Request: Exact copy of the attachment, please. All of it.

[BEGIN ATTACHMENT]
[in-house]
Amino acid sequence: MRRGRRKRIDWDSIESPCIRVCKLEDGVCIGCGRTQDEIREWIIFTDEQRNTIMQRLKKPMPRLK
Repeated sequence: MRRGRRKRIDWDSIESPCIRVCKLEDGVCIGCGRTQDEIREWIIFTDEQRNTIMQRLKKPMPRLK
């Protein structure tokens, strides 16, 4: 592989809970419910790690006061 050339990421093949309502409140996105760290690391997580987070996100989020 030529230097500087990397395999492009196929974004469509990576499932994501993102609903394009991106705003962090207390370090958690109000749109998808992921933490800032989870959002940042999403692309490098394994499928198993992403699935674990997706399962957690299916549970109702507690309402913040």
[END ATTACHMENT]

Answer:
[in-house]
Amino acid sequence: MRRGRRKRIDWDSIESPCIRVCKLEDGVCIGCGRTQDEIREWIIFTDEQRNTIMQRLKKPMPRLK
Repeated sequence: MRRGRRKRIDWDSIESPCIRVCKLEDGVCIGCGRTQDEIREWIIFTDEQRNTIMQRLKKPMPRLK
């Protein structure tokens, strides 16, 4: 592989809970419910790690006061 050339990421093949309502409140996105760290690391997580987070996100989020 030529230097500087990397395999492009196929974004469509990576499932994501993102609903394009991106705003962090207390370090958690109000749109998808992921933490800032989870959002940042999403692309490098394994499928198993992403699935674990997706399962957690299916549970109702507690309402913040």